Nutty Meatloaf


Meatloaf is an excellent lunch or travel food and is very nice by itself or served with raw cheese. Bring meatloaf to your next picnic!

This recipe is based on Spicy Meat Loaf from Nourishing Traditions by Sally Fallon-Morell.

This recipe is safe for someone on the Specific Carbohydrate Diet or GAPS.

2 pounds pastured ground beef
1 large organic onion, chopped
1 stalk organic celery, chopped
1 large organic carrot or yellow beet, chopped
1/4c butter or lard
1 organic bird’s eye pepper, crushed
1tsp organic thyme
1tsp organic peppercorn, freshly ground
1tsp sea salt
1c organic walnuts, chopped
2-3 pastured whole eggs
Grease a glass bread pan with butter or lard. Preheat the oven to 325F. Saute the chopped onions, celery, carrots and spices in butter or lard. In a large bowl mix the raw ground beef with the sauted vegetables. Add the walnuts and eggs one at a time. Mix very well and form the mixture into a log shape before placing into the bread pan. Press the mixture down firmly. Cook for 45-60 minutes. Let cool before slicing. Serve warm or cold with cheese or homemade spicy ketchup.


Meatloaf can be dressed up with some homemade spicy ketchup.

Pass on Supplements and Eat Real Food


Let real food be your medicine and skip the supplements! It’s cheaper too!

Pass on the cost of supplementing with Coemzyme Q10, and eat beef heart!

I just made some marinated beef heart based on a recipe from Nourishing Traditions by Sally Fallon. It was delicious! I like heart with onions saut?ed in butter or pastured lard. I cook the onions first then quickly cook the heart, a little more than I would cook liver. The heart went nicely with garden fresh zucchini saut?ed in butter.

Marinated Heart
1/4c organic cider vinegar
1/4c organic extra-virgin olive oil
1tsp sea salt
1 bird’s eye chili pepper
1/2tsp organic whole cumin, ground
1 pastured beef heart

Carefully clean the heart and then cut it into four pieces. Remove any connective tissue and fat. (I gave the fat to the hens which are at their peak egg production. They need the fat more than I do!) Thinly slice the heart and marinate overnight.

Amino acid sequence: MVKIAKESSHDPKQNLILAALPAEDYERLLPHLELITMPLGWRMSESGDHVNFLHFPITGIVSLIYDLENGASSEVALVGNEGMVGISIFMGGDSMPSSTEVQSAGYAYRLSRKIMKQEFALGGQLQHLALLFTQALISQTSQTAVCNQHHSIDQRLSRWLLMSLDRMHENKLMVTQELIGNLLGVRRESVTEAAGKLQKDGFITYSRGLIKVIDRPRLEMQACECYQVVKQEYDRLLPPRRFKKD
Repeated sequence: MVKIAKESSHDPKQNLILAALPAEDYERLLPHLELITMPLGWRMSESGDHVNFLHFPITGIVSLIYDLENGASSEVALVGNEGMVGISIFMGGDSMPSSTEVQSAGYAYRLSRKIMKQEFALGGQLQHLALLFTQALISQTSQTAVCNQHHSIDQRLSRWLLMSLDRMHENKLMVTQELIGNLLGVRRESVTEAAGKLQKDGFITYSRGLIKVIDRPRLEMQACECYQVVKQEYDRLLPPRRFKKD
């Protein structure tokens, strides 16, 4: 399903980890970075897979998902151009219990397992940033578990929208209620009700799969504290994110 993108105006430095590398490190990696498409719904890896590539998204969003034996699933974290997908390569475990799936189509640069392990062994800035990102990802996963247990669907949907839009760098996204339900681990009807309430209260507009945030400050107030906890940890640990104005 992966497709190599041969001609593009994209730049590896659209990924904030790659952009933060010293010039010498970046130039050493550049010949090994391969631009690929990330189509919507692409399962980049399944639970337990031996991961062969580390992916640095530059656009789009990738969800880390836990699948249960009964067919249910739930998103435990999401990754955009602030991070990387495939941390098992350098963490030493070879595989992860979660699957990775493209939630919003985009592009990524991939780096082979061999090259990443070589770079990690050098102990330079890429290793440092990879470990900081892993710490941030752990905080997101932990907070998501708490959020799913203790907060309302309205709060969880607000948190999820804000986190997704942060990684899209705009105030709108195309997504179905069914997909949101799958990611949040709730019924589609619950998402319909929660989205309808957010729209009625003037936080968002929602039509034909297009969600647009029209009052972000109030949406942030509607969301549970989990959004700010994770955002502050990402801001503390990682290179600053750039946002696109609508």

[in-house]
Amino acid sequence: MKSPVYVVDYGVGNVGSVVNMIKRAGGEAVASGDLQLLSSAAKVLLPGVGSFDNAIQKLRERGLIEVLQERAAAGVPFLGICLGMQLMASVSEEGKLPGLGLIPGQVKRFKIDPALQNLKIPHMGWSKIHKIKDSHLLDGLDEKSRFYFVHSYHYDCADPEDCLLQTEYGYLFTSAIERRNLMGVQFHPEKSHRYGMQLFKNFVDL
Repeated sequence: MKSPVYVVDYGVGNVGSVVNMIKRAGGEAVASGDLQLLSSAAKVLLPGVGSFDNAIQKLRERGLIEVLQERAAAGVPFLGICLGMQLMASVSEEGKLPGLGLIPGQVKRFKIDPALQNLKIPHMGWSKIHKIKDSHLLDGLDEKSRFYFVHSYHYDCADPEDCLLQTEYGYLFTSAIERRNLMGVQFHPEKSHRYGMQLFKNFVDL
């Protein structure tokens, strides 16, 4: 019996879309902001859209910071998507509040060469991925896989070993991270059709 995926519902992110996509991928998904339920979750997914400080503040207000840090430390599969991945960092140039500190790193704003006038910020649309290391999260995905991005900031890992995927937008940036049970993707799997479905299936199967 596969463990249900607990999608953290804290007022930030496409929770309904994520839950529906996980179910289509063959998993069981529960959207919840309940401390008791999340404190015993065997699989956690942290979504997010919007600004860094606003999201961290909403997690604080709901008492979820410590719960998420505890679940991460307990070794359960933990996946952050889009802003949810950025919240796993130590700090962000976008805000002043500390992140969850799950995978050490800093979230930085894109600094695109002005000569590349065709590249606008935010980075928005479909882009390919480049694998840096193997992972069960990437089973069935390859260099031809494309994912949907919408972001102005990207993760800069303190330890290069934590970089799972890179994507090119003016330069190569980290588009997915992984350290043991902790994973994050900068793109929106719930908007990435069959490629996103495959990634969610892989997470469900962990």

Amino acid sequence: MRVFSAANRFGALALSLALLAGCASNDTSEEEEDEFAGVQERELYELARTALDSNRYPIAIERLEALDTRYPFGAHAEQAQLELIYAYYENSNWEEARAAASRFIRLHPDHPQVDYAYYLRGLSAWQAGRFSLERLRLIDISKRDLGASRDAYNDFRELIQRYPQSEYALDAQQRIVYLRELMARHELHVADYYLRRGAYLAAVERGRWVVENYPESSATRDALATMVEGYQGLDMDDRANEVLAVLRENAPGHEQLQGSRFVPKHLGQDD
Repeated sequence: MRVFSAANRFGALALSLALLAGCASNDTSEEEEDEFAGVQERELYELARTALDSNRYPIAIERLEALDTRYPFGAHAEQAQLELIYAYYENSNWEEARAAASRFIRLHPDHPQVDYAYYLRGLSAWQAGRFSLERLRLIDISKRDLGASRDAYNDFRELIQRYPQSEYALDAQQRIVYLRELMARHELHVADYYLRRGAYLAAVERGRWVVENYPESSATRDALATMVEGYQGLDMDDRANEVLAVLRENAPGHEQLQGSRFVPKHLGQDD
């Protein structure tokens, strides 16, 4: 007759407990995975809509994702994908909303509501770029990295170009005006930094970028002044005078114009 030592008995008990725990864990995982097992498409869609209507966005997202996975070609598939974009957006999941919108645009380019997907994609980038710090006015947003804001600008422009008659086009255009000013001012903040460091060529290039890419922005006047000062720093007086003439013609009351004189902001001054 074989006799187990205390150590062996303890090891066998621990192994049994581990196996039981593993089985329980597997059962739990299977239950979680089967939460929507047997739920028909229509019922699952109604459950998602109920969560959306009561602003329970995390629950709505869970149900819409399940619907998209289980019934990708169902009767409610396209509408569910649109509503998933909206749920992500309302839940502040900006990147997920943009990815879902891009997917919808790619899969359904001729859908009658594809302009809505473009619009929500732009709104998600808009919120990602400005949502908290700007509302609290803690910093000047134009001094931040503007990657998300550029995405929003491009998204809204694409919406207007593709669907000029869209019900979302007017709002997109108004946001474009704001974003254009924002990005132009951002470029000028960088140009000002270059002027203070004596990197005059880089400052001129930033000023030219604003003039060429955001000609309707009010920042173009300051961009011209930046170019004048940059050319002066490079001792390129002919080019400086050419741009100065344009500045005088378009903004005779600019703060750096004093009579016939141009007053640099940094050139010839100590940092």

Organ meats are a superfood. Try to eat organ meats one or twice a week.

Here’s Chris Kesser on the nutrition in organ meats including heart. Here’s a Weston A Price Foundation article by Ron Schmid on dietary supplements. Here’s an old post called Supplement or Superfoods.

Where to Start: Limited Time and Budget


Here is a light lunch of deviled eggs with salad and grated beets. Eggs are one of the cheapest and easiest foods to prepare. Just ensure you have a quality source for your eggs.

During the last few weeks, I have had a number of conversations from overwhelmed newcomers to nourishing traditional foods. “What is the best way to save money on nourishing traditional foods? How can I find time to make nourishing meals for my family when I am so busy? Do I need to take supplements?” These are examples of the typical questions. I hope the following posting will help people making the transition to nourishing traditional foods. Remember, you do not have to do it alone. There is a whole community with a vast store of knowledge willing to help.

So, how do you start if you have limited time and a limited budget? The Big Changes will take some planning and organizing on a seasonal basis. These changes are more expensive in the short term but will save a lot money over a year. The Little Changes can be done in the household and require only weekly planning and a regular program of self-education. There is no reason to rush. Learning how to prepare and cook one new recipe a week will get you to nourishing traditional foods in less than a year. All these steps will help improve your family’s health, especially if you cut out all the processed industrial food.